Socialist Worker

Styx - showing up the brutality of borders

by Sophie Squire
Issue No. 2651

A scene from Styx

A scene from Styx


Styx centres around a woman on a solo sailing journey from Gibraltar to Ascension Island who comes across African refugees in a sinking fishing vessel.

This film starts very slowly and a lot of time is used showing lingering shots of the ocean and the protagonist reading books.

You find out she is a doctor who owns a sailing boat and lives in Gibraltar.

Aside from that she remains mysterious.

She speaks little and has only one significant connection with anyone else in the film.

This is important as it makes it clear she isn’t a hero or particularly special. This is part of the strength of the film.

Styx could have very easily become a heart-warming film about finding commonality and humanity between two people with vastly different backgrounds.

But it remains unsentimental when the doctor saves a young refugee boy who jumps from the fishing boat.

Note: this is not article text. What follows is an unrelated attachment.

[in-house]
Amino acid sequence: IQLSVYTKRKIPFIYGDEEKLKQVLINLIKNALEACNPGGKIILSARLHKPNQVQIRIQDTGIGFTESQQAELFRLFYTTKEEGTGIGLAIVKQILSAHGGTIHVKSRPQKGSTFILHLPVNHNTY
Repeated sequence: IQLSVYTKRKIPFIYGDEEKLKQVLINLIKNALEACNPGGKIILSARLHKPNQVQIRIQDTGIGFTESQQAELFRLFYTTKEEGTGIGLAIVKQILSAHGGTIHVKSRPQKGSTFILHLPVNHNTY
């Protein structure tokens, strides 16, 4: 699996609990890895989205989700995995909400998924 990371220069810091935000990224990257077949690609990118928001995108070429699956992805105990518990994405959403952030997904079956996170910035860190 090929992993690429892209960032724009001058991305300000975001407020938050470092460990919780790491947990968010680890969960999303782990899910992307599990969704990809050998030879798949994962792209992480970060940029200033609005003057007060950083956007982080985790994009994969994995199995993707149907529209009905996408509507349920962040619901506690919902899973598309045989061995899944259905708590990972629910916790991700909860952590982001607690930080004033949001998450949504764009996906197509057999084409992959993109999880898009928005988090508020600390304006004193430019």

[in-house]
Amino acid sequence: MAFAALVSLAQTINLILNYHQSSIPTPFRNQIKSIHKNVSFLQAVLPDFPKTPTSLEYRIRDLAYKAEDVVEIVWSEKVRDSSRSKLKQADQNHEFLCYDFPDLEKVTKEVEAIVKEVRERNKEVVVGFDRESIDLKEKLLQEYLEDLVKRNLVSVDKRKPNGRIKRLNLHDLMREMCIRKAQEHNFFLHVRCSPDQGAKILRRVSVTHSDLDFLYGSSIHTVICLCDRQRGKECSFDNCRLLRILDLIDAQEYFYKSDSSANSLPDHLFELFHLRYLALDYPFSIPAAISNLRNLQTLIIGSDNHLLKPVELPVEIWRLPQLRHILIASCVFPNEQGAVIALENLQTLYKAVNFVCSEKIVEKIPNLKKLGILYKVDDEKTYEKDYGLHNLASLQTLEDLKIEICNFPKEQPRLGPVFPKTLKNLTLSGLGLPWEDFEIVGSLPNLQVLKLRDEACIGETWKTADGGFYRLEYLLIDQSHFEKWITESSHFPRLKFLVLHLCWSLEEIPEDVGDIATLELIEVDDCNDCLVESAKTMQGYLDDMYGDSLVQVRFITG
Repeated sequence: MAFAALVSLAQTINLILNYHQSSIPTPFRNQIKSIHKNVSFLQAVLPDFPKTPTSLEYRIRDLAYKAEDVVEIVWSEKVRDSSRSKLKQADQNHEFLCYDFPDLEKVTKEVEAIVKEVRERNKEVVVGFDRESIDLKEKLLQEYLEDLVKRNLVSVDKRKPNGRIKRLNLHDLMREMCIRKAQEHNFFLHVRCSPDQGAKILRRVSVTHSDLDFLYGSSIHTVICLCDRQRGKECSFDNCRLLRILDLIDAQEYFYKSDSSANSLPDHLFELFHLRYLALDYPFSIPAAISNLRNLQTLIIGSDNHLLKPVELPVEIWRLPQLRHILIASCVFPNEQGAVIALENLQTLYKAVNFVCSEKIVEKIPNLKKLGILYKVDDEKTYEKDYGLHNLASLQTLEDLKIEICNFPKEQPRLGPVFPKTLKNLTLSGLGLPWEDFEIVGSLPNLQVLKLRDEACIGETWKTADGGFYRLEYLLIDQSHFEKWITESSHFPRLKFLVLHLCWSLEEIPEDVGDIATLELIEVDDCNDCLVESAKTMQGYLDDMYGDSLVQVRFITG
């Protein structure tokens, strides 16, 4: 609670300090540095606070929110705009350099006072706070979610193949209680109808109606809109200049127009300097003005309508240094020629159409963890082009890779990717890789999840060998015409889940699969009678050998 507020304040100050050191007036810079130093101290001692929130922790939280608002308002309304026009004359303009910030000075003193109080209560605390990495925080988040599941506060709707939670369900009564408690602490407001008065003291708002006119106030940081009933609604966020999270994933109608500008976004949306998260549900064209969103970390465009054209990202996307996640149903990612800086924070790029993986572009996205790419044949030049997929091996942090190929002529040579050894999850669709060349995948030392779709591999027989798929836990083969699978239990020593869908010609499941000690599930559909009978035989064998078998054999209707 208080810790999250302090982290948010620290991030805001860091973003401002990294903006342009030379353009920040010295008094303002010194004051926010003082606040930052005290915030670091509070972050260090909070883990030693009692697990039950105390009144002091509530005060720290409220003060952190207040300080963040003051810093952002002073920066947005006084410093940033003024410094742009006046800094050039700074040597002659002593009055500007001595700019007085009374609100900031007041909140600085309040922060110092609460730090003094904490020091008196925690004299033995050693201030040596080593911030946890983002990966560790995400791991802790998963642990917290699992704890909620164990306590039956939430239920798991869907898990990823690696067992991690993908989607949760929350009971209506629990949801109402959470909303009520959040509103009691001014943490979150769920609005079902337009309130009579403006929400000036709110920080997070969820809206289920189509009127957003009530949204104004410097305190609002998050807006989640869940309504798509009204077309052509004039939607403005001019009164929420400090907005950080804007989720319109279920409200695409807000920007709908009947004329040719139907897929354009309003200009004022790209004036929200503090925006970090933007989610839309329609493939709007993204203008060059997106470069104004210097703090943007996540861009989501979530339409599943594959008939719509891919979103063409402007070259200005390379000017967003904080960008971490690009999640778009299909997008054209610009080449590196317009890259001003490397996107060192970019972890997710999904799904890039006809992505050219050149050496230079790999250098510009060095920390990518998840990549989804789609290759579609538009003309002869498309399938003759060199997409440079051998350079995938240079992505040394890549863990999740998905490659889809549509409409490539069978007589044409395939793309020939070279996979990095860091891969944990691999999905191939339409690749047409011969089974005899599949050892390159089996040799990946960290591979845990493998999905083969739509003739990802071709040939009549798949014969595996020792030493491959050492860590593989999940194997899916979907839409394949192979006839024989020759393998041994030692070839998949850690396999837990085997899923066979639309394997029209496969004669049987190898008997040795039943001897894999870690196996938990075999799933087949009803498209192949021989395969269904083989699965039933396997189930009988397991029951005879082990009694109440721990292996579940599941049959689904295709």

Nothing distracts from the horror of the sinking ship and refugees drowning.

The film shows a brutal system of enforced border controls that means refugee deaths are a near-daily occurrence. It also shows the racism that infects all parts of our world.

Coastguards are slow to act. A freight ship tells the doctor that it’s company policy not to save refugees.

The doctor, a white, well-off German woman, is told to stay away from the ship as it will be “dangerous”.

All of this contributes to the feeling that, in this world, refugees’ lives do not matter.

Directed by Wolfgang Fischer. In cinemas from Friday

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Reviews
Mon 22 Apr 2019, 14:42 BST
Issue No. 2651
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